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    Samsquantch
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    Re:Arbys French Fries circa 1970-1985? 2013/05/13 09:28:18 (permalink)
    Wow John....Im pretty sure that Arby's near Landmark was MY first Arby's experience too!....and never would have remembered those fries....but I sure do now....they were amazing.....used to dip them in Horsey sauce...

    Another poster mentioned them serving real beef at some point....that clearly was before my time (if you wanted that in DC, you went to Roy Rogers...which was terrific)

    All I've ever known of Arby's is the processed meat type product they serve today.....which Im not ashamed to say, I still like very much....I know it's wrong!

    Boosh...I've tried Lions Choice a few times...very good real beef....but just sooooo salty....if they could only notch that down a touch, I would love this place...
    post edited by Samsquantch - 2013/05/13 09:32:29
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    amos01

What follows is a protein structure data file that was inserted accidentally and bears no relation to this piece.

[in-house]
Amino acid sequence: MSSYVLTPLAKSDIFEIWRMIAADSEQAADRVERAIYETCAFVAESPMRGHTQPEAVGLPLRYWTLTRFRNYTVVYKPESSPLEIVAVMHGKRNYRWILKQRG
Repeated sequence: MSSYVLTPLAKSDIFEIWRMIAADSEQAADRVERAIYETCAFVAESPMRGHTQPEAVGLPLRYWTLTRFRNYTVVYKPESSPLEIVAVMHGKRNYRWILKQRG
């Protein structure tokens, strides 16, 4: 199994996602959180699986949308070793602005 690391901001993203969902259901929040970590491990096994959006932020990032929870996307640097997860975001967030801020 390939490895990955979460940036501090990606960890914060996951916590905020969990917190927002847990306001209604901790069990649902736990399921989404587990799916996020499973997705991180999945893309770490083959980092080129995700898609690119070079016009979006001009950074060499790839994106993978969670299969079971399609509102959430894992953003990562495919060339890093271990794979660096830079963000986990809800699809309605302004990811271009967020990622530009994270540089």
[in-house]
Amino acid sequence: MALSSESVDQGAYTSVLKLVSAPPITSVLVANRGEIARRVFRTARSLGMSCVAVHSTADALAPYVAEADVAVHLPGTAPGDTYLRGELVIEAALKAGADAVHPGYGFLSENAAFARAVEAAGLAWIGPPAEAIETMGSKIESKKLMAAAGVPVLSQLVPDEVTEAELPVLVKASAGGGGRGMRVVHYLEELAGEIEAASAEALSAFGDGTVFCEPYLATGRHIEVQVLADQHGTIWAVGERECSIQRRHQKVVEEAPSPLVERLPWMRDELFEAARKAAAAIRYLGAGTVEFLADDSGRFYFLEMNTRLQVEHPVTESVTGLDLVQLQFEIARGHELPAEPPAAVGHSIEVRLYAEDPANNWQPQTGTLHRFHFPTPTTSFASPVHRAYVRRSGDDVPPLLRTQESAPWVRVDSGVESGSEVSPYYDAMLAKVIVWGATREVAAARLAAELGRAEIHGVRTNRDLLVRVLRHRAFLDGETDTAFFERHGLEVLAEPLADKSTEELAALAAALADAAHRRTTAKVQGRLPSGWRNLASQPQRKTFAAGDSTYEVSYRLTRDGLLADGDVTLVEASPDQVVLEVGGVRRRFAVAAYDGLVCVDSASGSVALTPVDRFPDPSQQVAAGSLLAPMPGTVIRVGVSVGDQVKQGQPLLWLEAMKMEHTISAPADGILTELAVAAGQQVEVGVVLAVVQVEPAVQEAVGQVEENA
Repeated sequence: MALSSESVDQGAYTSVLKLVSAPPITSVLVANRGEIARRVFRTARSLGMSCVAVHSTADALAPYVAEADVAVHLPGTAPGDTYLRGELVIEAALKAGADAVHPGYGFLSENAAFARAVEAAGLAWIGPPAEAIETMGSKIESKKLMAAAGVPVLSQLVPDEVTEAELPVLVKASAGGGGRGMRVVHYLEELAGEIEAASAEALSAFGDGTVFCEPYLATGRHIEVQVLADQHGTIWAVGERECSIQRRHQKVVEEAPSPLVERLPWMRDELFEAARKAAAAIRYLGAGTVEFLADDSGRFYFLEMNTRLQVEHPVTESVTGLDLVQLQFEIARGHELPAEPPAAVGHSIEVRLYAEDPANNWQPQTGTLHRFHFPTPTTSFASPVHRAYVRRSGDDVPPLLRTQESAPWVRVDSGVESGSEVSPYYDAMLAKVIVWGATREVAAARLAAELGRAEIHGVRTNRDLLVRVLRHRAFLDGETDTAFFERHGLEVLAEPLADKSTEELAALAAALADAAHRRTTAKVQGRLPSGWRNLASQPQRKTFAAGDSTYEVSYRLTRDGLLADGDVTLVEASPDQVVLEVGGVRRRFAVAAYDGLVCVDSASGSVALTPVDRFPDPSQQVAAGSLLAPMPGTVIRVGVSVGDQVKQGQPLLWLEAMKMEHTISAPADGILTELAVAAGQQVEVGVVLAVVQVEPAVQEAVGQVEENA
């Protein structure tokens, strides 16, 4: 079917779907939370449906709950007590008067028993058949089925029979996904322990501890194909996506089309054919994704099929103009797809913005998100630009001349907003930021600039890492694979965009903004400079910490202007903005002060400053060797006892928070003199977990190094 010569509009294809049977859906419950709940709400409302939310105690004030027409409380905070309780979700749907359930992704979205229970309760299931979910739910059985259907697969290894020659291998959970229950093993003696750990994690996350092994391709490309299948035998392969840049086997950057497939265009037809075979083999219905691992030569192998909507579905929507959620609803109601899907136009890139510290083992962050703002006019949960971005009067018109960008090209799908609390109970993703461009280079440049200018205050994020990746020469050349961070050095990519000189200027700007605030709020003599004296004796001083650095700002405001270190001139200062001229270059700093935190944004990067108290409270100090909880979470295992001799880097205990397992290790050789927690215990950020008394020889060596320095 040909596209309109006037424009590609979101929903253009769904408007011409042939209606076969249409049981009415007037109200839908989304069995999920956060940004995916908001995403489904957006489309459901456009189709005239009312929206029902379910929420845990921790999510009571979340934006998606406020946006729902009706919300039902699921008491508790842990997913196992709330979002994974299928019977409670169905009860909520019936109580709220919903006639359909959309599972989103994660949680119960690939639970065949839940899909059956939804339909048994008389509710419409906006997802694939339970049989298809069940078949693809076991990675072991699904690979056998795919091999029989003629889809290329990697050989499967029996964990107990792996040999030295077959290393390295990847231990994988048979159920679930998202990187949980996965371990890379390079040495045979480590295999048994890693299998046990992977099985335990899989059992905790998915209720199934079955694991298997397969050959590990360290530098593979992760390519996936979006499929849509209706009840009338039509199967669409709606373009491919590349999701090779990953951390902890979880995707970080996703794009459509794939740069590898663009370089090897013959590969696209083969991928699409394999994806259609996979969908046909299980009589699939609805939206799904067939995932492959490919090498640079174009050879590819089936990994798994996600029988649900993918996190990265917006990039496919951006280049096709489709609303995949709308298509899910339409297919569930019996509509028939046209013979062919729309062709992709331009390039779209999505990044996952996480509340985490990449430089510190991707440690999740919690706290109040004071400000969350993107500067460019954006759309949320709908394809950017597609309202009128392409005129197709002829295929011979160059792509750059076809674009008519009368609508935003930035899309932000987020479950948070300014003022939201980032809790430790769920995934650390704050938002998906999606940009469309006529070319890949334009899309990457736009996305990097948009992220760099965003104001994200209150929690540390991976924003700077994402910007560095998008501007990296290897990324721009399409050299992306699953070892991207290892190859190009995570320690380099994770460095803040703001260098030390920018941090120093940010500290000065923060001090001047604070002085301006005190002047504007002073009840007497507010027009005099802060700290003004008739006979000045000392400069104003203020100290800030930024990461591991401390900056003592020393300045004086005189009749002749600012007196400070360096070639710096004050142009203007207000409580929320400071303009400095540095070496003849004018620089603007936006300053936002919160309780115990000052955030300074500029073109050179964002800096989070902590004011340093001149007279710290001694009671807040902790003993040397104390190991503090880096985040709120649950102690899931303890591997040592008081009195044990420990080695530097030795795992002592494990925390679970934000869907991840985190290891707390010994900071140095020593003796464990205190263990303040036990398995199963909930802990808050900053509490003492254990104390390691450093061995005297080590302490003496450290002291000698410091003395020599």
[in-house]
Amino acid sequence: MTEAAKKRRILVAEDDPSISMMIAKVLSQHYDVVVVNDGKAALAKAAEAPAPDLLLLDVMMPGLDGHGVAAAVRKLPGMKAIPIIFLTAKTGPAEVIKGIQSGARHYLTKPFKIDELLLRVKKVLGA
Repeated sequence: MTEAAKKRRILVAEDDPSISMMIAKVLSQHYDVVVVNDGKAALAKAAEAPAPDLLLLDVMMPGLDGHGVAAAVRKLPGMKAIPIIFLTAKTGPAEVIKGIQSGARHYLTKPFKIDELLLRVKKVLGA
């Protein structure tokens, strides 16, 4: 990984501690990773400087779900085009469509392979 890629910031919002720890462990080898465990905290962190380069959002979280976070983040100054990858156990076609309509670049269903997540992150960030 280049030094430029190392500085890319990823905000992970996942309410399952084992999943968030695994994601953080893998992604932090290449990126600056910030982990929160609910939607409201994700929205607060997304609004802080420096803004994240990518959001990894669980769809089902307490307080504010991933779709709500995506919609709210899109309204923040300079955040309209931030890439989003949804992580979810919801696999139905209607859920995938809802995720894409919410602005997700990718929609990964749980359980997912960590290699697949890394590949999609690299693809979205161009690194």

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    Re:Arbys French Fries circa 1970-1985? 2013/05/21 18:59:06 (permalink)
    OK.  Here's the deal with those fries.  I worked for Arby's in Rockville MD back in those days.  I was 14-15 years old, but I remeber it well.  The potatoes were dehydrated pellets that were in about 5-7 lb bags.  We would pour the bag into this machine that would mix them with water.  When a customer  ordered you would press a button on the machine to choose either large or a small portion.  The fries would then be extruded onto a tray then put in the fryer. 
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    Ketteract
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    Re:Arbys French Fries circa 1970-1985? 2013/05/24 08:12:09 (permalink)
    Holly Moore Arby's, in one of the worse fast food decisions ever, chose to hold the 69 cent price and get rid of the roasted top round of beef and replace it with a much cheaper and horrible tasting comminuted beef roll - chunks of beef bound together by a seasoned (salty) mix, forced into a mold or casing and cooked in a factory.